Among the indigenous peoples in Mindanao are the B’laan tribe. They are people who give value to their heritage and tradition. Divided into two subgroups, the To Lagad (highlanders) and Baba (lowlanders), B’laan occupies different areas in the region. The province of South Cotabato is where the highlanders were based.

The B’laan tribe and Maguindanao tribe live in the same area. The former settled in the mountains while the latter in the coastal regions. In the past, a B’laan female was united with an Arab male through marriage, which resulted in Islam penetration in Southern Mindanao. The two tribes, considering each other as brothers and sisters, also started becoming trade partners.

The B’laans’ language only has some similarities with that of T’boli. Still, it does not have much in common with the indigenous groups in the region. They are known for their unique way of weaving using abaca fiber and their mastery of smelting brass and copper.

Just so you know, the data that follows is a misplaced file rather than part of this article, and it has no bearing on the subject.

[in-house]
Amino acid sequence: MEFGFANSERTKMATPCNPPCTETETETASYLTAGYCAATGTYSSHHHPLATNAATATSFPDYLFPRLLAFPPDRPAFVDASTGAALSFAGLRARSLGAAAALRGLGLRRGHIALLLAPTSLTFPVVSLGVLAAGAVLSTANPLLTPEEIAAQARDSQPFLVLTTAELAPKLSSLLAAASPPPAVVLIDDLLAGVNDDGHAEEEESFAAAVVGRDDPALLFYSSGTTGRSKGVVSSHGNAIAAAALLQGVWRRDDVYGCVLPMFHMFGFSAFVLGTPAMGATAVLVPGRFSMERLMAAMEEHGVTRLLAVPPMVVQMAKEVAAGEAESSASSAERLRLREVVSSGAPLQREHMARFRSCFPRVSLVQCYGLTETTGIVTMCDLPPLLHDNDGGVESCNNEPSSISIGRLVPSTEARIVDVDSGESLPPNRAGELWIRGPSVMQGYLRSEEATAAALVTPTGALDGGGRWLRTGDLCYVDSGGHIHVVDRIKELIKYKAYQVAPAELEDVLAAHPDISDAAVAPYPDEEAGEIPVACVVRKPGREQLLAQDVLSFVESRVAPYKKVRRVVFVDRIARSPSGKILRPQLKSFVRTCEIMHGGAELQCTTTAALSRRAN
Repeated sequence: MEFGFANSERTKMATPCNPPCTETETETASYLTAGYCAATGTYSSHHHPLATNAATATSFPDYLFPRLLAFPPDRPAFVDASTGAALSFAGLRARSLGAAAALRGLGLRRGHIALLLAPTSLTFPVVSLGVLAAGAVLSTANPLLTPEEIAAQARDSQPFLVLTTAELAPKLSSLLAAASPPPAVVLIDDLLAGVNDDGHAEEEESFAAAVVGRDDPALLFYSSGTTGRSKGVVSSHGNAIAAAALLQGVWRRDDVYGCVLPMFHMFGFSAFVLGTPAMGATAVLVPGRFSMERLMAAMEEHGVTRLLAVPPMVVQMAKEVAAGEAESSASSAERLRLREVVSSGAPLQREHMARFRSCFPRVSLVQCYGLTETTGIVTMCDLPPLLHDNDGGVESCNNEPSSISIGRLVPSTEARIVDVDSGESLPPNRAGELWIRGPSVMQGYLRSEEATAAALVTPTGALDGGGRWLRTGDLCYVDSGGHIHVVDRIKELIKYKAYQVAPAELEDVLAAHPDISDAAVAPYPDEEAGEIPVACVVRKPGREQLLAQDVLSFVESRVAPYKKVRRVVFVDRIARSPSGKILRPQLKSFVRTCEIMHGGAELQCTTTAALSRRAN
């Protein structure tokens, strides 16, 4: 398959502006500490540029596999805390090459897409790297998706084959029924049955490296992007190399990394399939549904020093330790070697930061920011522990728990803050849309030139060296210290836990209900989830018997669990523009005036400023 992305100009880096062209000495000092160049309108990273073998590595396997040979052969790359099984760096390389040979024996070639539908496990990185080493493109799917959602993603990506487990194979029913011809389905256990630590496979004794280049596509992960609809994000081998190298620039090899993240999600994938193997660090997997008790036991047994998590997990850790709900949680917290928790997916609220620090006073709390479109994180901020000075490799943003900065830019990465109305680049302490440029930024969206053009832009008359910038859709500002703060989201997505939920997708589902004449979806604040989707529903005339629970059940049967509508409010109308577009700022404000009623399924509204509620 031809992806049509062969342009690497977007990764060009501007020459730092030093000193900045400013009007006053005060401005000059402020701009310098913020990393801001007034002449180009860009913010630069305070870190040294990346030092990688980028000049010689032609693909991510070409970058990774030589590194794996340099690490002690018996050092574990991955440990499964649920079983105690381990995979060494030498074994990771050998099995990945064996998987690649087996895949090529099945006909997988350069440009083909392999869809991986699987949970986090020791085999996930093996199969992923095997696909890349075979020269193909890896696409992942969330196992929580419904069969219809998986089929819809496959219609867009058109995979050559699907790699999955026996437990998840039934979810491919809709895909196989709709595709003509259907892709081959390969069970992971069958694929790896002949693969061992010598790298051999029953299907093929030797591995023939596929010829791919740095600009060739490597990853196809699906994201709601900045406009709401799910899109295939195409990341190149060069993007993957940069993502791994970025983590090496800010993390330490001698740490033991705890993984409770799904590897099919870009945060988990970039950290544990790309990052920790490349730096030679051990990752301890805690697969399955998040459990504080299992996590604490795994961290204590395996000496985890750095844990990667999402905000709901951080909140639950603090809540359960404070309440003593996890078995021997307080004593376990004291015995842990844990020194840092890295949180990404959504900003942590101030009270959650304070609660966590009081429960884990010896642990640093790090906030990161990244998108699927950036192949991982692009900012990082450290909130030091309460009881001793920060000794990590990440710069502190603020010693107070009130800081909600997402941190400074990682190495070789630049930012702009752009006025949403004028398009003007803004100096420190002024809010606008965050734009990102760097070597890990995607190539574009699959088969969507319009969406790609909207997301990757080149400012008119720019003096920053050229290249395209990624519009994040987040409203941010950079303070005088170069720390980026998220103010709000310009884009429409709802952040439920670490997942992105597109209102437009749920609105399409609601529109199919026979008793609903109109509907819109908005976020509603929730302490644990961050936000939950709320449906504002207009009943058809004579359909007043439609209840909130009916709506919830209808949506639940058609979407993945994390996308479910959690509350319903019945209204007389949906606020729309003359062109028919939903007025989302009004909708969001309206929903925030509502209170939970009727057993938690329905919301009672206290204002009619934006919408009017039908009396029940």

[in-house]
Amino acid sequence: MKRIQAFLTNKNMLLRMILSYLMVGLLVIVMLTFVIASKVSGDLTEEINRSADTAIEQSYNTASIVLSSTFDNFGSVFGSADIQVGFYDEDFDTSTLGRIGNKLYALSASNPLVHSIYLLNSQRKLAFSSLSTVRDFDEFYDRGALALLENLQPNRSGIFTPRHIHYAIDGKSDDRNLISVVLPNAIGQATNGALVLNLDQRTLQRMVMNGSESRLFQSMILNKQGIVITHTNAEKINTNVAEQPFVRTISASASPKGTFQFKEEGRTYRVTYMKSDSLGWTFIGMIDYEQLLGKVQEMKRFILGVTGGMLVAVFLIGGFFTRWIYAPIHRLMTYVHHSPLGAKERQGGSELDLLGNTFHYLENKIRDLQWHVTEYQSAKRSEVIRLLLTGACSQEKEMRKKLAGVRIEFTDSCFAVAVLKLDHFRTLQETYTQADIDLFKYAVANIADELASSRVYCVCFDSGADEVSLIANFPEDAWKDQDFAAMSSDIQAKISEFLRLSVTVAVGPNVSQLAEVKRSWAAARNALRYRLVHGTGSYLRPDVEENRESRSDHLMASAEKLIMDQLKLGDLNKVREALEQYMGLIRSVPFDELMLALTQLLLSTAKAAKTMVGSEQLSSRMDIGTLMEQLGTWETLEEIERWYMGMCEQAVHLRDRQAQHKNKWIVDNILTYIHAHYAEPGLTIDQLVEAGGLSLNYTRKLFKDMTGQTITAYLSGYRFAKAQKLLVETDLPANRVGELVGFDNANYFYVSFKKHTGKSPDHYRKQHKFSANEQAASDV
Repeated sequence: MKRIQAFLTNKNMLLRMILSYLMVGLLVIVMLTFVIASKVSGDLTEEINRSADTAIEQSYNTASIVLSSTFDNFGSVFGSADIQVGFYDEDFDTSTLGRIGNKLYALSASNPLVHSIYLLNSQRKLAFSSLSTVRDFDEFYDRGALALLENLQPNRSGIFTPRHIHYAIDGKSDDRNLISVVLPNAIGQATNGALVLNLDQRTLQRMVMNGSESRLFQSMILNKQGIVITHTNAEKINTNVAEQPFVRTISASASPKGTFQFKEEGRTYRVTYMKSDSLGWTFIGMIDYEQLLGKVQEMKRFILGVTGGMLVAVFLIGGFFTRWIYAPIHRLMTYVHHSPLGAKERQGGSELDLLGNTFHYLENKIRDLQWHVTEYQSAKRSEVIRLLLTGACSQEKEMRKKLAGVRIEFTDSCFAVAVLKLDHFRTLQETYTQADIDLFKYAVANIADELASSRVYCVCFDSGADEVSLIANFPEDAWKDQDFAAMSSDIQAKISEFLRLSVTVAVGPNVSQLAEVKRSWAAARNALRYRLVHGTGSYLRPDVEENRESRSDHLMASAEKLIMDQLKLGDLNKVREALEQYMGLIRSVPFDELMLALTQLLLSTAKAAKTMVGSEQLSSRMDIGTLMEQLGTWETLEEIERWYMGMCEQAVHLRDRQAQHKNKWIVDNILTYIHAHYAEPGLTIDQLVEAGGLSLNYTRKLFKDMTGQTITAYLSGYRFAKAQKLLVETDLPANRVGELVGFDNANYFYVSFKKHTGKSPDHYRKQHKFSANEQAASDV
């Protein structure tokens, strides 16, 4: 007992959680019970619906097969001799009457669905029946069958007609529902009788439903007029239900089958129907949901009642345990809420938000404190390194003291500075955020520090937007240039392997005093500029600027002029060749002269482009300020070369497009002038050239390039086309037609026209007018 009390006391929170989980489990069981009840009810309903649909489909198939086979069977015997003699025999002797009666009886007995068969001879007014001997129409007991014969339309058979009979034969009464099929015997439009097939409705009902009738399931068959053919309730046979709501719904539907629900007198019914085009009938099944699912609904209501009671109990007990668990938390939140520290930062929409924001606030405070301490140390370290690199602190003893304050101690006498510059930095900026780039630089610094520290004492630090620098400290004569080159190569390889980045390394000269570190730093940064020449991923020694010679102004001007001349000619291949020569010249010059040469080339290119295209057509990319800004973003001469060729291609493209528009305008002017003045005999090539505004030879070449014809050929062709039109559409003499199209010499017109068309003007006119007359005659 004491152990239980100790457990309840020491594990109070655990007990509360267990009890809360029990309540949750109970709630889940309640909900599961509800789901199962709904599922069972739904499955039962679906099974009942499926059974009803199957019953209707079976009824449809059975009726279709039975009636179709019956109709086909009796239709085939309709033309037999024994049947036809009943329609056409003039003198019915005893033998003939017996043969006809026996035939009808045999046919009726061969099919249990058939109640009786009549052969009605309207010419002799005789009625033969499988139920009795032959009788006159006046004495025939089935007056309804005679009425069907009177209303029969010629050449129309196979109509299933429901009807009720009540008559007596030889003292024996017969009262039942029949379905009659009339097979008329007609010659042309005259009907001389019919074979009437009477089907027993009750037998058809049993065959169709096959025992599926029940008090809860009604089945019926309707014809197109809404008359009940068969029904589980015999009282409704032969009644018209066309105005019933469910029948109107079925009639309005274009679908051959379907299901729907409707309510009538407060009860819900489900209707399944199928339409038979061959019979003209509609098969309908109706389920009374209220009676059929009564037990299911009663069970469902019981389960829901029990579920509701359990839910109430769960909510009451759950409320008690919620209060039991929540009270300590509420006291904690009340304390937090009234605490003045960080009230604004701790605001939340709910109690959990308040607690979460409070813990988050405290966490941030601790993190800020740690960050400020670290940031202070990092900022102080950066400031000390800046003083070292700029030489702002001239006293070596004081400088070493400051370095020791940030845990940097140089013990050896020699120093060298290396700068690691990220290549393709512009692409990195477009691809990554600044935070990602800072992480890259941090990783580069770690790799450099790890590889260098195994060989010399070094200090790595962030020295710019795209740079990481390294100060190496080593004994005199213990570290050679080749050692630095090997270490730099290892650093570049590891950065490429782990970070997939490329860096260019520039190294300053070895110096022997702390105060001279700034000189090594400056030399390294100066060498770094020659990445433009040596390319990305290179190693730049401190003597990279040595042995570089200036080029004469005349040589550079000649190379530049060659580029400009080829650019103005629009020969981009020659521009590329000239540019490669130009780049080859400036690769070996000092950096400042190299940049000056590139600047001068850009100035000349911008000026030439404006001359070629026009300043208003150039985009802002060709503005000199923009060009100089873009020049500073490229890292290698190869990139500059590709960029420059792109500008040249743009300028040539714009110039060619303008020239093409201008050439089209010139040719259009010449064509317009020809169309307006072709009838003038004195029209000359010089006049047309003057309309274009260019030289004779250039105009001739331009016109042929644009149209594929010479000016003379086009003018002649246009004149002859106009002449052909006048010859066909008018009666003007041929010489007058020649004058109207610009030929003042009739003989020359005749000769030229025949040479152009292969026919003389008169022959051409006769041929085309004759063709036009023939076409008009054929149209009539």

Christian Culture

Christian Culture Photo from The Catholic Register
Christian Culture Photo from The Catholic Register

The population in the Southern Philippines is dominated by Christian Filipinos, accounting for more than 70 percent. Christian migrants from Luzon and Visayas began arriving in the region in the seventeenth century as the Spanish invaders aimed to increase Jolo, Zamboanga, and Dapitan populations. Two centuries later, migrations in Iligan and Cotabato followed. The migration continued under the American occupation, and its government started establishing agricultural colonies in the region in 1913.

With the creation of the Marbel Settlement District under the Commonwealth Administration in 1940, more landless farmers from Luzon and Visayas were assisted by the government to migrate to Mindanao. Twenty-three farmers from other regions were the first to settle on the old Marbel and were provided with hectares of land to till. Most of the migrants who settled in the area were: